In Mombasa pimps and ‘madams’ reign
Published on July 8, 2007, 12:00 am
By Caroline Mango
With the entry of pimps and ‘madams’, the multi-million-shilling prostitution trade at the Coast has reached a new level of sophistication.
Behind the twilight girls and homosexuals who service locals and foreigners, are powerful cartels.
Prostitutes now offer ‘home based care’ where clients visit them in well-furnished apartments.
Pimps and madams have brought order into the sex industry by leasing houses in respectable neighbourhoods and converting them into posh brothels. They then recruit prostitutes, mostly college students and young professionals, to serve a list of classified customers.
Secrecy and confidentiality is the key to the success of their businesses.
With the advent of the Internet, the pimps and madams have networks as far as Europe, and have turned the Coastal region into a world recognised sex tourism destination.
Clients arrive at Moi International Airport in chartered planes from the West, with a large number constituting pensioners out to enjoy their hefty retirement packages with teenage girls.
Prostitutes in this region no longer live in dingy, dimly lit shacks in slum estates. Mombasa is home to high-class prostitutes from around East Africa, who drive sleek vehicles and own several properties in up-market neighbourhoods. In the North Coast, many live in stylish houses.
There was a time when one could tell a prostitute by the way she dressed. But not anymore. Today’s average prostitute dresses stylishly and could pass for a bank executive.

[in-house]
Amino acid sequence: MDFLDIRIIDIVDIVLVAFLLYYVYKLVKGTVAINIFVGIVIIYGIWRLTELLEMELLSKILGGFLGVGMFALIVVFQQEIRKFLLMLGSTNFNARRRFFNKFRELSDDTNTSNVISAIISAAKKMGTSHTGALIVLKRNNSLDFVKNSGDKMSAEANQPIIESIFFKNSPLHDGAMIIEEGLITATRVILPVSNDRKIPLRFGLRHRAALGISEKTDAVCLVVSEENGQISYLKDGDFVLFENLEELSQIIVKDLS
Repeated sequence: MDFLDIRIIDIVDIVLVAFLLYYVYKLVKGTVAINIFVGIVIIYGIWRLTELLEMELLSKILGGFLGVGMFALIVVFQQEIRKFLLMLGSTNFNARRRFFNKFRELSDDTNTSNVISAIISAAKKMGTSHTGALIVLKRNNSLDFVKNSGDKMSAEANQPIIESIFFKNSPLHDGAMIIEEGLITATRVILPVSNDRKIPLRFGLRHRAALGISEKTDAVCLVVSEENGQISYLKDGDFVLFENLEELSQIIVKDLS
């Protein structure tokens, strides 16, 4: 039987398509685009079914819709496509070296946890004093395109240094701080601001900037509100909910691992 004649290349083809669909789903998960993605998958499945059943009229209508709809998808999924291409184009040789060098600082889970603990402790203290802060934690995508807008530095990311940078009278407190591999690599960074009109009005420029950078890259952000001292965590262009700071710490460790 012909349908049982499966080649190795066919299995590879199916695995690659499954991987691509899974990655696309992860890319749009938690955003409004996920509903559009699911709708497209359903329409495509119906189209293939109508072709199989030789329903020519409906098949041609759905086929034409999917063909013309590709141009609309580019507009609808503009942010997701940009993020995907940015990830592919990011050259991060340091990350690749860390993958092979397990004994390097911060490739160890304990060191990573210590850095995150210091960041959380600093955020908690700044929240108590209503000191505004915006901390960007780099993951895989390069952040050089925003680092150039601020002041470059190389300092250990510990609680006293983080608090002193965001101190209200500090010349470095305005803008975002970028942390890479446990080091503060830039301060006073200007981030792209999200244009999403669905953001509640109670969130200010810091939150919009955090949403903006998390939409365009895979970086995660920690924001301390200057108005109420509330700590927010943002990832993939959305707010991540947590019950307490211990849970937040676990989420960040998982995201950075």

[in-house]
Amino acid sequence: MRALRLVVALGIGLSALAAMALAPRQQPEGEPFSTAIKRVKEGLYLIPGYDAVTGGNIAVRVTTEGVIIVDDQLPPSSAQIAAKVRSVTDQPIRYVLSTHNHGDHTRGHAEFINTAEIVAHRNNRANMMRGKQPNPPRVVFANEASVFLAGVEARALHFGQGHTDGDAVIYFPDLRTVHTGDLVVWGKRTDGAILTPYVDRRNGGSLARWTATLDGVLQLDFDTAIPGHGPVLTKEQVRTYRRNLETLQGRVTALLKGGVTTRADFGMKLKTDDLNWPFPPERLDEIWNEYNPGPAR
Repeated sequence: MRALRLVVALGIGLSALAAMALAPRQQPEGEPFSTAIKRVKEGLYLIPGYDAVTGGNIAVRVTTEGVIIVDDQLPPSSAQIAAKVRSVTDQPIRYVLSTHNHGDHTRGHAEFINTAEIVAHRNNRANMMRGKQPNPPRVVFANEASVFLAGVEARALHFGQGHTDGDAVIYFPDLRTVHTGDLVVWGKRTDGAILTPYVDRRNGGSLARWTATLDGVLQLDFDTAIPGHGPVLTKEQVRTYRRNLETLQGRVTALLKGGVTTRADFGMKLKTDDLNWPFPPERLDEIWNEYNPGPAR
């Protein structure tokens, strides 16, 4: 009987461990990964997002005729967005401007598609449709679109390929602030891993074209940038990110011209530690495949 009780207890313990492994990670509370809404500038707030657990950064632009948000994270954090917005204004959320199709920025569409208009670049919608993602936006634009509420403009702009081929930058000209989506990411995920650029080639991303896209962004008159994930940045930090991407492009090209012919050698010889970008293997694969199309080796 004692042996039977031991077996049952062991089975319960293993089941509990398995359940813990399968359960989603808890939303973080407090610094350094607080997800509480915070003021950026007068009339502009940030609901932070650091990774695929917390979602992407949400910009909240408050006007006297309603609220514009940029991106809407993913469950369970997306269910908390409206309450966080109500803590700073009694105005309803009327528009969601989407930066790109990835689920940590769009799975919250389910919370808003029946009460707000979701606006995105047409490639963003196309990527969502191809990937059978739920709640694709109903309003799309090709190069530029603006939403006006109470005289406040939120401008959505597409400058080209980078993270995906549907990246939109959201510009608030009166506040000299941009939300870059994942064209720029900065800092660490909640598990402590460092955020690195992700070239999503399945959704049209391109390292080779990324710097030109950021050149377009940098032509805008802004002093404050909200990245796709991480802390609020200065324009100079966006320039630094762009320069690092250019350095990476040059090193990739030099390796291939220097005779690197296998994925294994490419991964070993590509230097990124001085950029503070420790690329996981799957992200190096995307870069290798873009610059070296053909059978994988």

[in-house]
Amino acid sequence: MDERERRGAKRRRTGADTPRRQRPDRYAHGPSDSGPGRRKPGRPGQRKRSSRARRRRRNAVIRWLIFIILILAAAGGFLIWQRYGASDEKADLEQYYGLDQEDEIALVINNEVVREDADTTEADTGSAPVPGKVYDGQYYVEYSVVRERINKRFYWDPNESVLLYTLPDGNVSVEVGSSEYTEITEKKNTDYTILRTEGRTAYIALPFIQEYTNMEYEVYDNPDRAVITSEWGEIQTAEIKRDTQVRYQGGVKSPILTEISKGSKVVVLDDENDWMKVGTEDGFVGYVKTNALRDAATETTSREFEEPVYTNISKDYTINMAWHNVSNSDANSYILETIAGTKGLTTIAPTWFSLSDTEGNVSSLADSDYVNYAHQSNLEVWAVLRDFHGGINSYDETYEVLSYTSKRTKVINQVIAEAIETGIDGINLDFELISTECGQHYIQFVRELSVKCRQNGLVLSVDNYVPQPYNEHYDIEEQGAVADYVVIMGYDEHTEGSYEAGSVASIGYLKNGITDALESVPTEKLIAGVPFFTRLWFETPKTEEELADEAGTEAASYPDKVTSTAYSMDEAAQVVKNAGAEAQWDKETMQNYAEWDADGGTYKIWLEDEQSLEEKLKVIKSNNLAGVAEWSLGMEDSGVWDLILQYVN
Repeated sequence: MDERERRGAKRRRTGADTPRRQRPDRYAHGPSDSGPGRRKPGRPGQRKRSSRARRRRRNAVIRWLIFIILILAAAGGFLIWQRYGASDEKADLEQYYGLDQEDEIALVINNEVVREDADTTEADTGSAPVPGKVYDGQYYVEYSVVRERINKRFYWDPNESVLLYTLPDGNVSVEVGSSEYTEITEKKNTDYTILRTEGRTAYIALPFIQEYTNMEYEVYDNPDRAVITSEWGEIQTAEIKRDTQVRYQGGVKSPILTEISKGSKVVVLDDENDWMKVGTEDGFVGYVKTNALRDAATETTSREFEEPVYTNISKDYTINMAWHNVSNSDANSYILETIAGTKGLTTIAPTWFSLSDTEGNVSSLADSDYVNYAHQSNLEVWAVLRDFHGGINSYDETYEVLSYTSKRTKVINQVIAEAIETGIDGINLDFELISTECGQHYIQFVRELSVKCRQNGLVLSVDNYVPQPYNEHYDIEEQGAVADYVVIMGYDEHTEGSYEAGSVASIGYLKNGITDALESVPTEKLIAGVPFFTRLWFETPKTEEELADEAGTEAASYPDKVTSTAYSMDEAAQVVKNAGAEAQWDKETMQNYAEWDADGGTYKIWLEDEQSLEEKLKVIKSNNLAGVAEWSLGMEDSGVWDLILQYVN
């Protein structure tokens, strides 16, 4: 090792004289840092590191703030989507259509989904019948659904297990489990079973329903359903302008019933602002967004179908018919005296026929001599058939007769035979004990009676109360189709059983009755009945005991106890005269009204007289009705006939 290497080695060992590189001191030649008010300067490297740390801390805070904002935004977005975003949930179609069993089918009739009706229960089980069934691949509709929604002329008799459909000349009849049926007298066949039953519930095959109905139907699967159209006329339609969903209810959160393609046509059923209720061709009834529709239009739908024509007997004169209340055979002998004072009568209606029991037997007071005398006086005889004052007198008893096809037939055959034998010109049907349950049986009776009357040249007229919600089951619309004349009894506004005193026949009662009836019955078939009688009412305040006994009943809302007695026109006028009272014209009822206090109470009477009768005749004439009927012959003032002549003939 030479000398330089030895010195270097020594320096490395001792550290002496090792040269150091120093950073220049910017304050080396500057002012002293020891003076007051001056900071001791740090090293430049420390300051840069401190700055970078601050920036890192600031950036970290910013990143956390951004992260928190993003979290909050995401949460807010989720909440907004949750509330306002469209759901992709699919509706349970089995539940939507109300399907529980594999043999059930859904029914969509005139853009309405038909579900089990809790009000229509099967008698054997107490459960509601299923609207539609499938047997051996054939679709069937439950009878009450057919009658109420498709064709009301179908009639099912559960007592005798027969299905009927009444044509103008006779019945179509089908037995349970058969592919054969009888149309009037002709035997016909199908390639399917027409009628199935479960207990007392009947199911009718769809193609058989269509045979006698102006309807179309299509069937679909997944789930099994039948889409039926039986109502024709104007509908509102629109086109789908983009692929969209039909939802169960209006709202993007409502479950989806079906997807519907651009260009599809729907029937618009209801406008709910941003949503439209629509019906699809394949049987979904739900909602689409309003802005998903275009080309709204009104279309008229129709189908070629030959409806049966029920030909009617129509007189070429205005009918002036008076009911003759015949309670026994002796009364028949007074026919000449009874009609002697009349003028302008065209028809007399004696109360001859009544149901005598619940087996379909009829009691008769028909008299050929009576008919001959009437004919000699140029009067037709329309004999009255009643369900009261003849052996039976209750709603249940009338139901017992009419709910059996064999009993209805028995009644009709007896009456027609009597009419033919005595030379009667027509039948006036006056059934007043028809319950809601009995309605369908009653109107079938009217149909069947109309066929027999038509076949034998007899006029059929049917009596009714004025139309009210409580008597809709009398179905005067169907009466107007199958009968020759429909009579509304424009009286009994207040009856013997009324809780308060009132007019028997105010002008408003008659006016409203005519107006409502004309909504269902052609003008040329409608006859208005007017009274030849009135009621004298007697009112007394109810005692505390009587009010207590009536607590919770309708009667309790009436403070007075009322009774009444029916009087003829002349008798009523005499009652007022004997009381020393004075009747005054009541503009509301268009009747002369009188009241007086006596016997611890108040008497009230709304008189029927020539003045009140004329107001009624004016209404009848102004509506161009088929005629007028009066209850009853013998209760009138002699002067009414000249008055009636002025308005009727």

Good pay and high demand for sex services are luring students and unemployed youth - both male and female - into prostitution. And the demand for male prostitutes is high, with clientele being tycoons and politicians. The homosexuals say the trade is more addictive than cigarette smoking.
Some of the hotspots and estates have literally been taken over by prostitutes from Uganda, Tanzania and Rwanda.
The hotspots, where girls as young as 14 engage in prostitution, are Mombasa Island, Shanzu, Bamburi and Mtwapa (North Coast), Kilifi, Malindi and Diani (South Coast) and Lamu, in the North Coast.
Many girls are driven into commercial sex by poverty and the promise of quick money.
Municipal Council askaris say upcoming prostitutes who render their services on narrow dark streets charge Sh100.
When she arrived in Mombasa from Central Province three months ago, Wanjiku* was a naive and humble 16-year-old. But today, she is a smoker, in the belief that it is sophisticated, and has three regular clients - a mzungu and two businessmen - who visit her Bamburi house every weekend.
Her house is tastefully furnished and has the latest electronic equipment. "I came to Mombasa in search of a proper job. But things got tough and I was almost giving up when I learnt that I could make a lot of money from my body," she says.
Business is good for Wanjiku, who even supports her parents and relatives back home. "They do not know where I get the money from, and I am happy," she says.
During the week, she sleeps with three or two clients per day.
"My clients have different preferences. As long as they pay, I do not mind. I have watched many movies and read books, and can perform any sexual skill," she says.
Over 80 per cent of tenants in her neighbourhood are prostitutes.
Adjacent to Wanjiku’s house lives Fatuma*, who drives a Toyota Rav 4. The 34-year-old reluctantly talked to us about her experiences.
"This business is like any other. I specialise in married men who are unhappy at home. I massage them, talk to them then sleep with them. I release their stress. I regularly service six rich married businessmen," she says.
Fatuma operates through a pimp whom she pays handsomely to get her prime clients, mainly married rich men or high spending tourists.
In her apartment, Fatuma has a home theatre, a maid, a dog and several DVD players. She also owns a hair and beauty salon at the North Coast.